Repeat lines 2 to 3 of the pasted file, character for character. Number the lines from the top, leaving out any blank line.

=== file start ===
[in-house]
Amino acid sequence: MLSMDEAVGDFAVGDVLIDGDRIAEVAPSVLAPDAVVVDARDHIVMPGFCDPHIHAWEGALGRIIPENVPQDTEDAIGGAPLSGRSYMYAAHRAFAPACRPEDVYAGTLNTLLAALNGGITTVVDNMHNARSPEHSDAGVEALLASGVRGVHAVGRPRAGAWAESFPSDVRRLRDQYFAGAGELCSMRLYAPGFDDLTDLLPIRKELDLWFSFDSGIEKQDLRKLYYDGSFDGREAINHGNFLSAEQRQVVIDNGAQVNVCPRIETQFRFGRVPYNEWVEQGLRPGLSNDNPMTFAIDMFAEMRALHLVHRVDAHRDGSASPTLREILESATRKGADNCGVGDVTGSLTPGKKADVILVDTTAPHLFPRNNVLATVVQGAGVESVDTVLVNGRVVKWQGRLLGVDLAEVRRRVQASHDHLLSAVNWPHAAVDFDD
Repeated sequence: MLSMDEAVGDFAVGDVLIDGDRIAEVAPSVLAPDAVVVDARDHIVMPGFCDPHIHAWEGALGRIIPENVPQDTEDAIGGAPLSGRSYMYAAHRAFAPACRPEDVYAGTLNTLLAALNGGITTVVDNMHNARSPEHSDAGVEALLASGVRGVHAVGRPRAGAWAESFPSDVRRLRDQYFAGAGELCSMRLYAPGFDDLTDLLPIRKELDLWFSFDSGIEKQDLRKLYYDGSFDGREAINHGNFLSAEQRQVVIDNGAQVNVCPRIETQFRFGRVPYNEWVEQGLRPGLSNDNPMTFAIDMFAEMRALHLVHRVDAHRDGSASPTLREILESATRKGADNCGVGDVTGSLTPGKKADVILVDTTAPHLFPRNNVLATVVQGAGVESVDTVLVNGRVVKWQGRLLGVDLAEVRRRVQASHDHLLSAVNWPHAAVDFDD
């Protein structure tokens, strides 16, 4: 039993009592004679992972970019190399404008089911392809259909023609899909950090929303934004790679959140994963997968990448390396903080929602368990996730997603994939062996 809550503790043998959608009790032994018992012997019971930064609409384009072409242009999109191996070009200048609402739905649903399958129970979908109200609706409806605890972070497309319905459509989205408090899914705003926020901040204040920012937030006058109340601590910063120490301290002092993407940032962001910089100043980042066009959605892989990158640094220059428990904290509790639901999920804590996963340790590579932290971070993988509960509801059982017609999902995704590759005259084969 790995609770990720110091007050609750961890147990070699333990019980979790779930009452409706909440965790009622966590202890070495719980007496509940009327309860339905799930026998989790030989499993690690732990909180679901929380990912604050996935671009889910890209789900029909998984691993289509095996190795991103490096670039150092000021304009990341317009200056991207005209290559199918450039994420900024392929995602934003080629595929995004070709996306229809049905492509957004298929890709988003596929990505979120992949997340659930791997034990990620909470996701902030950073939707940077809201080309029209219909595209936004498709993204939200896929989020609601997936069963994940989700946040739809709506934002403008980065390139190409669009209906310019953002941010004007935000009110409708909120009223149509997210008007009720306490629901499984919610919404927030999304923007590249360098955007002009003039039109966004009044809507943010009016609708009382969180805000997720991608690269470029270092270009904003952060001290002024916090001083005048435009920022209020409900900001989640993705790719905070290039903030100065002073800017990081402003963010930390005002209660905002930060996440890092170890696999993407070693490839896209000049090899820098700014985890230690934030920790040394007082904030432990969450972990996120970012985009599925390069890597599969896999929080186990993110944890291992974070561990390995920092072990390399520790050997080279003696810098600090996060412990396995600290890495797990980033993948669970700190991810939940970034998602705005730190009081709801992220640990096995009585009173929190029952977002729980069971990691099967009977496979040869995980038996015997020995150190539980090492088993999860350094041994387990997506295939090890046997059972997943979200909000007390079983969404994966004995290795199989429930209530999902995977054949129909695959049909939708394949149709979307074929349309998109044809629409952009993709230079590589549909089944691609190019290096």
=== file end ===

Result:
Amino acid sequence: MLSMDEAVGDFAVGDVLIDGDRIAEVAPSVLAPDAVVVDARDHIVMPGFCDPHIHAWEGALGRIIPENVPQDTEDAIGGAPLSGRSYMYAAHRAFAPACRPEDVYAGTLNTLLAALNGGITTVVDNMHNARSPEHSDAGVEALLASGVRGVHAVGRPRAGAWAESFPSDVRRLRDQYFAGAGELCSMRLYAPGFDDLTDLLPIRKELDLWFSFDSGIEKQDLRKLYYDGSFDGREAINHGNFLSAEQRQVVIDNGAQVNVCPRIETQFRFGRVPYNEWVEQGLRPGLSNDNPMTFAIDMFAEMRALHLVHRVDAHRDGSASPTLREILESATRKGADNCGVGDVTGSLTPGKKADVILVDTTAPHLFPRNNVLATVVQGAGVESVDTVLVNGRVVKWQGRLLGVDLAEVRRRVQASHDHLLSAVNWPHAAVDFDD
Repeated sequence: MLSMDEAVGDFAVGDVLIDGDRIAEVAPSVLAPDAVVVDARDHIVMPGFCDPHIHAWEGALGRIIPENVPQDTEDAIGGAPLSGRSYMYAAHRAFAPACRPEDVYAGTLNTLLAALNGGITTVVDNMHNARSPEHSDAGVEALLASGVRGVHAVGRPRAGAWAESFPSDVRRLRDQYFAGAGELCSMRLYAPGFDDLTDLLPIRKELDLWFSFDSGIEKQDLRKLYYDGSFDGREAINHGNFLSAEQRQVVIDNGAQVNVCPRIETQFRFGRVPYNEWVEQGLRPGLSNDNPMTFAIDMFAEMRALHLVHRVDAHRDGSASPTLREILESATRKGADNCGVGDVTGSLTPGKKADVILVDTTAPHLFPRNNVLATVVQGAGVESVDTVLVNGRVVKWQGRLLGVDLAEVRRRVQASHDHLLSAVNWPHAAVDFDD